Man City take advantage of harsh penalty call to squeeze past West Ham

Pep Guardiola’s side fail to score more than one goal for the first time at home this season

Sergio Agüero  celebrates after scoring a penalty for Manchester City  during the Premier League match against West Ham at the Etihad stadium. Photograph: Laurence Griffiths/Getty Images

Sergio Agüero celebrates after scoring a penalty for Manchester City during the Premier League match against West Ham at the Etihad stadium. Photograph: Laurence Griffiths/Getty Images

 

Manchester City 1 West Ham 0

As a measure of what an unexpectedly difficult night this was for Manchester City, it was the first time all season they have failed to score twice or more in any game at their own ground. No other side has managed that kind of record over a 15-game period in the top division since Tottenham in 1965 and, in the case of Pep Guardiola’s team, don’t forget that their previous assignment here involved a 6-0 rampage against Chelsea.

At this stage of the season, however, they will not mind too much that their latest victory was a much more prosaic affair featuring a decisive penalty that was harsh, in the extreme, on a willing but limited West Ham side.

On the balance of play, there could be no doubt City were the superior team, particularly in the second half. All the same, their former manager, Manuel Pellegrini, could conceivably have seen his current team emerge with a battling draw but for the game’s decisive moment just before the hour mark, when the substitute Bernardo Silva went down in the penalty area and Sergio Agüero was handed the chance to score his 25th goal of the season.

Agüero’s coolness from 12 yards maintained Guardiola’s immaculate record in all his matches against West Ham and, more importantly, ensured City kept up the pressure on Liverpool at the top of the table. Yet it was a struggle at times for the reigning champions.

To put it into context, Guardiola had won all six of his previous encounters against West Ham, with an aggregate score of 22-3. Pellegrini, returning to the stadium where he won a Premier League title, also had to make do without Marko Arnautovic, who had a virus, and a list of absentees that meant Ben Johnson earning his first Premier League start. Johnson, a 19-year-old full back, is the cousin of Ledley King and nephew of Paul Parker. The family clearly place great importance in the art of defence and that was probably just as well given the amount of time West Ham had to spend in retreat.

Not that City had it all their own way. Far from it, indeed, judging by Guardiola’s body language at times, staring out anxiously from his place in the dugout. At other times, he move to the edge of the pitch, with his arms folded or his hands shoved into his pockets.

Guardiola has never been very good at disguising his feelings: he looked dissatisfied and, at times, the crowd sounded it, particularly when Riyad Mahrez was straying offside or misplacing the sort of passes that wearers of City’s colours are not supposed to get wrong. This was Mahrez’s first start in a league match since December 30th and, though Raheem Sterling and Bernardo Silva were entitled to a rest, it was not a good night for the club’s record signing, looking conspicuously low on confidence.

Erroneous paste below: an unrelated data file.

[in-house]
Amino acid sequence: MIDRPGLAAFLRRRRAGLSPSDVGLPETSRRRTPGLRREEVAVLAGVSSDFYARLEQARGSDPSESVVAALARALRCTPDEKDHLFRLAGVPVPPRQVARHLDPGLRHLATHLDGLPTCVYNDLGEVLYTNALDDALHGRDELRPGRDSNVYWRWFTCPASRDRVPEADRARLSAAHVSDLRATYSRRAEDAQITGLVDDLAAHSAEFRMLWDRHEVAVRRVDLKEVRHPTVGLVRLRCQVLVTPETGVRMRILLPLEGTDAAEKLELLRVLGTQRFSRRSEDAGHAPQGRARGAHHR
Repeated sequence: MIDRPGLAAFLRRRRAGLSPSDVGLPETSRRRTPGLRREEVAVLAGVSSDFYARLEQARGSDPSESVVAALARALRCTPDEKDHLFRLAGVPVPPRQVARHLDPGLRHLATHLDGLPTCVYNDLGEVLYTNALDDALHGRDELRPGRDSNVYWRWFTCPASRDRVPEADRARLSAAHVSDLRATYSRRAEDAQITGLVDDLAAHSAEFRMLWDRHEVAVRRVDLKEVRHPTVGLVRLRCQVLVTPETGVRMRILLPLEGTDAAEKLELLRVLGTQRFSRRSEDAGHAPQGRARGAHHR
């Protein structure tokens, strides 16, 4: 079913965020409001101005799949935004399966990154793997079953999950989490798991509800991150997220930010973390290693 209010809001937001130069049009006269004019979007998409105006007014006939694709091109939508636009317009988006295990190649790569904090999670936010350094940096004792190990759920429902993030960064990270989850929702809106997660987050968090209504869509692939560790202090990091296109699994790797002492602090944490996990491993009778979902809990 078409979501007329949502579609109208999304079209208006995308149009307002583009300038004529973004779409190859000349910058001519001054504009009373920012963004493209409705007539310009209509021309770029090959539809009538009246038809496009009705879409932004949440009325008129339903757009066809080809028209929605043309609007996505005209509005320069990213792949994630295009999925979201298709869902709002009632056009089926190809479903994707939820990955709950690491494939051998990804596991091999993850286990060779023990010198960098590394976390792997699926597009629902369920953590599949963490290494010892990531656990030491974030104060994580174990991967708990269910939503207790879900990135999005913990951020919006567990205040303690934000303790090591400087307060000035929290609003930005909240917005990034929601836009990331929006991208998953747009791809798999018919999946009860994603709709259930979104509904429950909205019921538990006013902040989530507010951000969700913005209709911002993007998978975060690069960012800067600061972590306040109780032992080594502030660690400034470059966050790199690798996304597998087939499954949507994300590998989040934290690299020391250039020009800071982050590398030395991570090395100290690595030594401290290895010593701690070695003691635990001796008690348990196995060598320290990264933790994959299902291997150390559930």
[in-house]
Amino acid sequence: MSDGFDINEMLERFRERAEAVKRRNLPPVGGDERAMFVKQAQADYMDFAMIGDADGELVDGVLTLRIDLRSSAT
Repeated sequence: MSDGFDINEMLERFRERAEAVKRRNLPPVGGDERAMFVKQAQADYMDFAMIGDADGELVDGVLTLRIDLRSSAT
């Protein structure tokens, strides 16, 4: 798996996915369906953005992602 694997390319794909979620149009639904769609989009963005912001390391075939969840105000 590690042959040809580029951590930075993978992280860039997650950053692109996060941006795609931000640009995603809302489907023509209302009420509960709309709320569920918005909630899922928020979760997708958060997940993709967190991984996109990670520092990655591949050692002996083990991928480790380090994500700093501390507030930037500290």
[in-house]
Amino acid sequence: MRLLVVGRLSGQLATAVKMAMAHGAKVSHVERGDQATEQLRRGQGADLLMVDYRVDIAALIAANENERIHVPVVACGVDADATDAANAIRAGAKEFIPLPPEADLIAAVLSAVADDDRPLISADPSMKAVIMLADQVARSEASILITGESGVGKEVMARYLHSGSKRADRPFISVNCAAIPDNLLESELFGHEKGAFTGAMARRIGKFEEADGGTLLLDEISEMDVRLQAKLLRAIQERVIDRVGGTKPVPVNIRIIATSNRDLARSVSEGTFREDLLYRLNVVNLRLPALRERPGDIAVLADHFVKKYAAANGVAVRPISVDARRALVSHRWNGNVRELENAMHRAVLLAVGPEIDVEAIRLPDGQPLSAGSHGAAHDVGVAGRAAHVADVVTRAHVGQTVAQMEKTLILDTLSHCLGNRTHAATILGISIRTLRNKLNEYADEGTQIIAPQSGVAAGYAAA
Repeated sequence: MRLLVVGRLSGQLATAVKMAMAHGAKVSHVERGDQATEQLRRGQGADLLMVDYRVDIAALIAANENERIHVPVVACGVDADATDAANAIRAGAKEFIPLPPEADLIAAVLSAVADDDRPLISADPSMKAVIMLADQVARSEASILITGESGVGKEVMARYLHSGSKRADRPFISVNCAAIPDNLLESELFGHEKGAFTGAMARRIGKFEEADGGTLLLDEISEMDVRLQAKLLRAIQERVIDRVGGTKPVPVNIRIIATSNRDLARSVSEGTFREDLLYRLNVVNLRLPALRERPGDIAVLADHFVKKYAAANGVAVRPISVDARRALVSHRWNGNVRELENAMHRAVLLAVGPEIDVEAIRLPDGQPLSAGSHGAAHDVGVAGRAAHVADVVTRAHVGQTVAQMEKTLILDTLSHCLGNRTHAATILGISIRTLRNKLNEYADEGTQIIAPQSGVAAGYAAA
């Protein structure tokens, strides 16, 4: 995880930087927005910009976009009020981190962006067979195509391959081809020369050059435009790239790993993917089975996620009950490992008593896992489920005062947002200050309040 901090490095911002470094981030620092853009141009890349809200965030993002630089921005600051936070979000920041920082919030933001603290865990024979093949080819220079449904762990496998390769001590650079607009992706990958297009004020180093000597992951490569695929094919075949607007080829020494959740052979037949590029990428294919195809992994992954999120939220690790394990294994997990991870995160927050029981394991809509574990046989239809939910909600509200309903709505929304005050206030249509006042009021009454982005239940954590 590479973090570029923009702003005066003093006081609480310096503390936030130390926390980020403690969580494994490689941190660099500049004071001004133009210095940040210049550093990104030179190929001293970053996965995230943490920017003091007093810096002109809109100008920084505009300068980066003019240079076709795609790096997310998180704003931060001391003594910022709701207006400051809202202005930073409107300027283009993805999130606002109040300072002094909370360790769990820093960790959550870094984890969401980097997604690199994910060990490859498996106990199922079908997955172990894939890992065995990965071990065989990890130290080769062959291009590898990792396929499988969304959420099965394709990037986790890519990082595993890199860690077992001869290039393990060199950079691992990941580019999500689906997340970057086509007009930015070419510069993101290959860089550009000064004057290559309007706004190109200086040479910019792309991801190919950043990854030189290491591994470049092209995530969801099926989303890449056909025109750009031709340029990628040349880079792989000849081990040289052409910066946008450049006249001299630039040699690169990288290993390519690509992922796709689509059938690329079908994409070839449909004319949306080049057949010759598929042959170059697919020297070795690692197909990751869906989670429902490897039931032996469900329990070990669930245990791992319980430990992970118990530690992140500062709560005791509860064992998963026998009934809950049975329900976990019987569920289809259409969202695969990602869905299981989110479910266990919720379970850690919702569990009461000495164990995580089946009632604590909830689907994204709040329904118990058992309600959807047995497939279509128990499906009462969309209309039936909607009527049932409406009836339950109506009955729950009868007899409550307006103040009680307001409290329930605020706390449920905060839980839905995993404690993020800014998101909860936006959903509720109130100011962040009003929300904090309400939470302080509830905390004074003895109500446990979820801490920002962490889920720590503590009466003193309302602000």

Mahrez did at least contribute City’s only shot on target during an opening half that concluded with cries of “ole” from the corner of the stadium where the away supporters were enjoying the rather unexpected sight of some West Ham keep-ball. A bit cheeky, perhaps, when the passing statistics were so heavily in favour of the home side and West Ham’s forward line, led by Andy Carroll, had barely put together a noteworthy attack.

Even so, the visitors were entitled to be satisfied with the way the game was panning out. It was strange to see City look so short of attacking ideas, particularly on their own ground, and though it would be an exaggeration to say there was a genuine sense of alarm at half-time, it was clear they needed to improve.

The same could be said for Samir Nasri, who was barely involved on the night he returned to face his former club. Pellegrini replaced him with Manuel Lanzini during the break and, five minutes after the restart, the substitute set up Carroll for West Ham’s first chance of the night. It was a good chance, too – by far the clearest opportunity of the evening until that stage. Carroll was at full stretch when he connected with Lanzini’s cross but Ederson’s flying save spared City from going behind.

For West Ham, that was a costly miss. Bernardo Silva, a 58th-minute replacement for Leroy Sané, had only been on the pitch a minute when he darted into the penalty area and tried to find a way past Felipe Anderson. Declan Rice, who was being watched by the England manager, Gareth Southgate, was also tracking the City player and, if there was any contact from Anderson, it was minimal.

Perhaps it had entered the mind of the referee, Stuart Attwell, that he had just waved away another penalty appeal, this time for a challenge on Agüero. Whatever the referee’s thinking, it was still a dubious decision. Silva appeared to stumble, rather than actually being fouled, and the sight of him punching the air at the award of the penalty will not have lessened West Ham’s feelings of injustice. Agüero stepped forward and put the penalty to the left of the goalkeeper Lukasz Fabianski. – Guardian

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